Expat Advice: Culture Shock in
Bahia de Caraquez, Ecuador
Bahia de Caraquez, Ecuador
An expat in Bahia de Caraquez enjoys the slower pace of life. She explains that people there take time to enjoy family and friends. She feels very fortunate to have found Ecuador and loves Bahia.
What is the name of the city or town that you are reporting on?
Bahia de Caraquez
Did you receive any cross-cultural training for your move abroad? If yes, was it before or after the move?
No, other than visiting before we came and alot of research about the cultural differences and language differences.
Moving to Ecuador soon?
Choosing an expat health insurance provider is an important decision. Take a minute to get a quote from our trusted expat health insurance partner, CIGNA. Sponsored by CIGNA.
If they speak another language in your new country, do you speak the language? If yes, did you learn the language before you moved or while abroad? If no, are you planning to learn the language?
We tried to start to learn the Spanish before we came but we were always so busy finishing up everything in our home country we never got a good start on the language. We have been studying the language since we got here and are learning from the locals who are extremely helpful, friendly and try to help you one word or phrase at a time. I am already finding that I can speak some to them and they work with me on what I cannot understand yet.
Were you worried or concerned about culture shock before you moved abroad?
Yes, a little. We had visited, liked what we saw. Loved the people and Bahia and felt that we were up for the challenge.
How significant was the culture shock you experienced when you moved abroad?
It has been a little frustrating to not know enough of the language yet, but that is our problem not the locals. We are learning and we will learn to be fluent or at least fluent enough to live here without feeling uncomfortable. If you say hello to people you pass and smile, you get the same in return. Smiles go a long way and we are making more and more Ecuadorian friends.
Expats often talk about going through the "stages of culture shock." Examples include the honeymoon phase, the irritation-to-anger stage, the rejection of the culture stage, and the cultural adjustment phase. Do you feel like you went through these or any other stages as you settled into the new culture?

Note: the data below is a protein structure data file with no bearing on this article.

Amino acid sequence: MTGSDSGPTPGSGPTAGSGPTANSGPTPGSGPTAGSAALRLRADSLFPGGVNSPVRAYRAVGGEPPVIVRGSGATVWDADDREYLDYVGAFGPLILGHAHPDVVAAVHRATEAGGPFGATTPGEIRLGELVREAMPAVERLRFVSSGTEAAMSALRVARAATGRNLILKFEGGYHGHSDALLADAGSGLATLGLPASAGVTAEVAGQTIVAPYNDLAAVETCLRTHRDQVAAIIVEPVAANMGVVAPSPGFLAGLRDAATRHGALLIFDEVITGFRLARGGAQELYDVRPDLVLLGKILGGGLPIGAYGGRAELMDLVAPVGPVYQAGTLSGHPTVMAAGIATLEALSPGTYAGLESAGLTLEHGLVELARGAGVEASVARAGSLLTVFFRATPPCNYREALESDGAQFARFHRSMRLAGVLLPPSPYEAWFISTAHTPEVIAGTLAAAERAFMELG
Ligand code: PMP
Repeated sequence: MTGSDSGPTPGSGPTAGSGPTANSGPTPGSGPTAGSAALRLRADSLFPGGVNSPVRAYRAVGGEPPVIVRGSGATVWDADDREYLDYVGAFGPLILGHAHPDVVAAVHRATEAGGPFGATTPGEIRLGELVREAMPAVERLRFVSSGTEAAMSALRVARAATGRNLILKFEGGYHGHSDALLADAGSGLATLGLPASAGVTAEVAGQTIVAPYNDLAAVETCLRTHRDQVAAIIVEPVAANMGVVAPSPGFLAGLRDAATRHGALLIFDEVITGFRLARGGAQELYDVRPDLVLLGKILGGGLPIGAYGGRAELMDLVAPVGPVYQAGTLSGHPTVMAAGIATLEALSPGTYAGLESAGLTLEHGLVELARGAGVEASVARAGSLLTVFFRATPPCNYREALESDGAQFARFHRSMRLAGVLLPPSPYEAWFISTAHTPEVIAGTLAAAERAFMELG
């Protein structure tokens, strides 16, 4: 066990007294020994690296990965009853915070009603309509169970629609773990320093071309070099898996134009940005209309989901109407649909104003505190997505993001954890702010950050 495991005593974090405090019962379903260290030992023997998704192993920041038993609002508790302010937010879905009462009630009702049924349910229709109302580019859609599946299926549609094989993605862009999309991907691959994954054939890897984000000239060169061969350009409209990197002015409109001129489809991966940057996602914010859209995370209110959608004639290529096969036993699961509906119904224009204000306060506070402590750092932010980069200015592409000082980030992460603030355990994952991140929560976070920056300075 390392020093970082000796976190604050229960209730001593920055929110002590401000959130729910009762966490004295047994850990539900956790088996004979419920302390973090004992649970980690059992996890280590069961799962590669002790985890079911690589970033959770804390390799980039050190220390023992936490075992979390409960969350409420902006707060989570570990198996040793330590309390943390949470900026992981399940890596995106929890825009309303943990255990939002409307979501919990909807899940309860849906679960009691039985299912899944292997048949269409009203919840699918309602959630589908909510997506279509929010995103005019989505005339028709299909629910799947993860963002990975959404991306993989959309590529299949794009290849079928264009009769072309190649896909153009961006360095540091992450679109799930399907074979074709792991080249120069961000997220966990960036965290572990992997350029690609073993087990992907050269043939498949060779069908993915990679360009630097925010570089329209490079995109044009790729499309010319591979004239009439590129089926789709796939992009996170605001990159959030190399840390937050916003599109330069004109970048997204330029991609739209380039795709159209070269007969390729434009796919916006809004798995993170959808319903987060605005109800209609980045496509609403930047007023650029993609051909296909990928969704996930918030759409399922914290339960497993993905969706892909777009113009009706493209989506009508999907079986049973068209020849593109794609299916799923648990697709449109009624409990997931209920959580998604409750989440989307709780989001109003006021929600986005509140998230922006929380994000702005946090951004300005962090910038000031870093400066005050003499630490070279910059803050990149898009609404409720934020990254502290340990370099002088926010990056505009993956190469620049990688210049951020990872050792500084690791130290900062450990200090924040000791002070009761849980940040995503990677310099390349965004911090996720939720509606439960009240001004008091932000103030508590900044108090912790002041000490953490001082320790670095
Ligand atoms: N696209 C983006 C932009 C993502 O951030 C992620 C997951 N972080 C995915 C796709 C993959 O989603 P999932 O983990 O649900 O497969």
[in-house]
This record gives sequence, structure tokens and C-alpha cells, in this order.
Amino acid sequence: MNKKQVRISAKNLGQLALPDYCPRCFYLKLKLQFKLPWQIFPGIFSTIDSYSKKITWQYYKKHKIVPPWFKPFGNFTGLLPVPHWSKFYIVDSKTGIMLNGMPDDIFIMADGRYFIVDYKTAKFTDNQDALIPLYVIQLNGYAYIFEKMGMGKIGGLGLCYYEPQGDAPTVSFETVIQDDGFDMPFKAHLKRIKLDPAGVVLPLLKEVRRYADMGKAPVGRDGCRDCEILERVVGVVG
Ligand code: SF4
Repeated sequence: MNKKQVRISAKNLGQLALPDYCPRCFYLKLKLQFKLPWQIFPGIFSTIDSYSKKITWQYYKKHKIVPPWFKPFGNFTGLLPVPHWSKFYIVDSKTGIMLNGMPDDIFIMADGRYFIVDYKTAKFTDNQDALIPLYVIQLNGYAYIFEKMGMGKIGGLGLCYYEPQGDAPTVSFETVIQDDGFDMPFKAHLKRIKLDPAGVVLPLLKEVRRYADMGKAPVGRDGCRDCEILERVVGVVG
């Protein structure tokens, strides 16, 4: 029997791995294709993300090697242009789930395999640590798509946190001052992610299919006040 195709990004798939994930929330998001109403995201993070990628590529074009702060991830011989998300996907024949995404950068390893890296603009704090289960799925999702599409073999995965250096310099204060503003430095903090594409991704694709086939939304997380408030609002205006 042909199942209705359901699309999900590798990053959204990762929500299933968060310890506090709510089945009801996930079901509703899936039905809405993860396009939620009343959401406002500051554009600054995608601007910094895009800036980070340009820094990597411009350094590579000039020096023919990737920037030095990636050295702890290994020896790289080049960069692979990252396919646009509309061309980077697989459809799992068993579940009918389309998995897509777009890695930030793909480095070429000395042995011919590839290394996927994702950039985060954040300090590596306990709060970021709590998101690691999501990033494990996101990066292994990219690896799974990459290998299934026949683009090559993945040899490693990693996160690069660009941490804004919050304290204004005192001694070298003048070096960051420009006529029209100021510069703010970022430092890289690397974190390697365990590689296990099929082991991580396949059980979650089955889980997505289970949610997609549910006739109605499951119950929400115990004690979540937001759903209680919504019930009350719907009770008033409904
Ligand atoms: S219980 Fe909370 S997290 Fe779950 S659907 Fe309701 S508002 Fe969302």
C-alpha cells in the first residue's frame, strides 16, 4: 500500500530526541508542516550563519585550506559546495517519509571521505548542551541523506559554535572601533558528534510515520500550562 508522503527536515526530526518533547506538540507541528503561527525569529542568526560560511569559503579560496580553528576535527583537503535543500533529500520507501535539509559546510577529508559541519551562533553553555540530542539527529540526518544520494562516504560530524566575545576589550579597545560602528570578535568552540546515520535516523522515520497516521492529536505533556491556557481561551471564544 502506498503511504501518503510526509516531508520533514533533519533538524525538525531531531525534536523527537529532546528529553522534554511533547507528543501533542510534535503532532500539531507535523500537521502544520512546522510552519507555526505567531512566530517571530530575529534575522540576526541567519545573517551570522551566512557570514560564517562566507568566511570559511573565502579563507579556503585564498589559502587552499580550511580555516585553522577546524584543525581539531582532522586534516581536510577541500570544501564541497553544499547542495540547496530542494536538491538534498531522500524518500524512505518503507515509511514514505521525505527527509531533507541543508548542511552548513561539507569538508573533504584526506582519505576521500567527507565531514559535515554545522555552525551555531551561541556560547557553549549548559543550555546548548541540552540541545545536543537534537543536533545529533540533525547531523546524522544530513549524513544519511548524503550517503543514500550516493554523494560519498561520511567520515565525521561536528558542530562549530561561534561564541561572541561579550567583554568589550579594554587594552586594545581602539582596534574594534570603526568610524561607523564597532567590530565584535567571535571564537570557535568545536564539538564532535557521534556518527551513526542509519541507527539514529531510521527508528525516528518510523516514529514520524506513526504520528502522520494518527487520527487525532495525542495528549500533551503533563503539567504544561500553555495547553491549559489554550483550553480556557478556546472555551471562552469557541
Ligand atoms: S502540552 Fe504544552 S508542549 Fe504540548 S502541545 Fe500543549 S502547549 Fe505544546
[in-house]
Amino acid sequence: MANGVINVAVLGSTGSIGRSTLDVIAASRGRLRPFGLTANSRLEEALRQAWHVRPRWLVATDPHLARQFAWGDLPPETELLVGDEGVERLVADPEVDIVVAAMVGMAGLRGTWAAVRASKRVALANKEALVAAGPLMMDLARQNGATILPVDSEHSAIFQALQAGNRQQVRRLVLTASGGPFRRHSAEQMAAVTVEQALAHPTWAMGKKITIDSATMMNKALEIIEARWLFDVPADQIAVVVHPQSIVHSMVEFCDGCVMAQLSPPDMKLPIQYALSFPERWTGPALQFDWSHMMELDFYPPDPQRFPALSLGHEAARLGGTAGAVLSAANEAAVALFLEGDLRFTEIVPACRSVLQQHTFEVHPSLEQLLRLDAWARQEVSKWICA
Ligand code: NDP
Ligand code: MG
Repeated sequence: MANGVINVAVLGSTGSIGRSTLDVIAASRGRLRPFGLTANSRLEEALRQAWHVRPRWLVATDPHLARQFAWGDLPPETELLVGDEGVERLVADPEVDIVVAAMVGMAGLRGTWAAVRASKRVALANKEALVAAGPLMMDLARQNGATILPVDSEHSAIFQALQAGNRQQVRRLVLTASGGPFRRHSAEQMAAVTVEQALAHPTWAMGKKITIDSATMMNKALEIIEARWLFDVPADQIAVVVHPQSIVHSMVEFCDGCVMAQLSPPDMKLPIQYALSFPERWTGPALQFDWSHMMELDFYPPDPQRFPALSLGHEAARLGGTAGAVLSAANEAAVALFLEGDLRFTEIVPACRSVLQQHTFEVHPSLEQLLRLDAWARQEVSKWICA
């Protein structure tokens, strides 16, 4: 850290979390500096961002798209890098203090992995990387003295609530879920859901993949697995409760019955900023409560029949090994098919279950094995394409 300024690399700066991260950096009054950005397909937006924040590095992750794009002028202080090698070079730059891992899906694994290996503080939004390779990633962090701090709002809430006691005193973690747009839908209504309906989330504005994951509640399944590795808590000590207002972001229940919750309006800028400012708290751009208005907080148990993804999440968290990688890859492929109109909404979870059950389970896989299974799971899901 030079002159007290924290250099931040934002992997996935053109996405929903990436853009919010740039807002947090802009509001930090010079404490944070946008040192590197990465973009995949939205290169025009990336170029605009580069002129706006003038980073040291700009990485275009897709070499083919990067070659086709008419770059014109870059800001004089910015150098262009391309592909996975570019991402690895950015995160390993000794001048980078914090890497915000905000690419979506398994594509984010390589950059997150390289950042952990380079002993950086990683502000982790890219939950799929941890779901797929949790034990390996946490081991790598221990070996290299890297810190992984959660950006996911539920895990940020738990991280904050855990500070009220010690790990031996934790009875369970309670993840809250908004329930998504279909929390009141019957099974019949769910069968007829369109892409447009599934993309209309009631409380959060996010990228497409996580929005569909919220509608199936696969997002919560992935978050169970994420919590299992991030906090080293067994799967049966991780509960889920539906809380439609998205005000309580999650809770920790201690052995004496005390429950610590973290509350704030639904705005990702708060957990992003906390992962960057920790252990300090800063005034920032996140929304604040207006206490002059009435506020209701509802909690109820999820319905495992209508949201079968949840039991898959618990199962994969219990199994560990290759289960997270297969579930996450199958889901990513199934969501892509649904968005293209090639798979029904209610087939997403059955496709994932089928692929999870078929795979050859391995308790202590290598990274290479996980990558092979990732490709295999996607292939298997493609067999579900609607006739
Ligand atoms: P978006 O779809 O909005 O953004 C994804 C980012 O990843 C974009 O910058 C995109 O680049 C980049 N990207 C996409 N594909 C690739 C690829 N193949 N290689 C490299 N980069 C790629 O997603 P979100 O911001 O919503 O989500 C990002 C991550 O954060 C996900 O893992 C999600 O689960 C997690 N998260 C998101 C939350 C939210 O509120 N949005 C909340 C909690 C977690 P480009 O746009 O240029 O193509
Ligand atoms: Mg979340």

We are settling in to the new culture very well. We take walks which is what everyone does here. We go into all the stores so the people get a chance to see us and we try to speak a little with them. We go to the market regularly and the vendors now know us and are so willing to make sure they get us the best product they can. If you don't know how much it is and you put your hand out with change, they take the amount that is correct.
Both of us looked at each other the other day and said, Can you believe we live here?
I think that is a pretty good feeling to have about a new home in a very foreign country. Wished we hadn't waited so long to move.
What, if any, were some of the changes you noticed in yourself that might have been caused by culture shock? These might include things such as anger, depression, anxiety, increased eating or drinking, frustration, homesickness, etc.
We miss our children and grandson, but talk to them each day with our magic jack. This would not be because of culture shock, but because we are not with them. We find ourselves happy and getting much more exercise. We didn't have time when we were in our home country, and now we have time to do the things we want to do. We have not experienced any anger or depression. If anything we are eating less and enjoying more.
What are some things you appreciate most about the new culture?
The lovely slower pace of life. People here take time to enjoy family and friends. They work to live which then gives them a better outlook. We feel very fortunate to have found Ecuador and love Bahia. We can go to Manta or Quito or Guayaquil if we need a fix of modernization. Along with it goes more stress and a more hectic pace of life although they still know how to take time for family and friends.
What are the most challenging aspects of the new culture?
We are struggling with the language but that is getting better on a daily basis. Sometimes you think of what you were planning to say but it is later than you wanted to say it. People still talk to you like you understand, but they are patient and they don't get angry because you cannot speak their language.
Did you "commit" any embarrassing or humorous cultural blunders? If you did and you'd like to share them, please do tell!
Not so far, but I am sure there will be some along the way, and I am sure it will be more than one.
Do you have any advice or thoughts about culture shock you would like to share?
Come to Ecuador with an open mind. It isn't your home country. Try to integrate with the local people. They will appreciate you trying and you will meet so many wonderful individuals along the way. If you weren't looking for change you would have stayed in your home and not taken the challenge of changing countries. Live Life. You only have one. Don't just associate with Gringos. You could have that at home. Learn the culture here. It may not be what you are accustomed to, but it is their culture and it is beautiful and they are proud of it. It is definitely like going back in time.
More Expat Advice about Culture Shock in Ecuador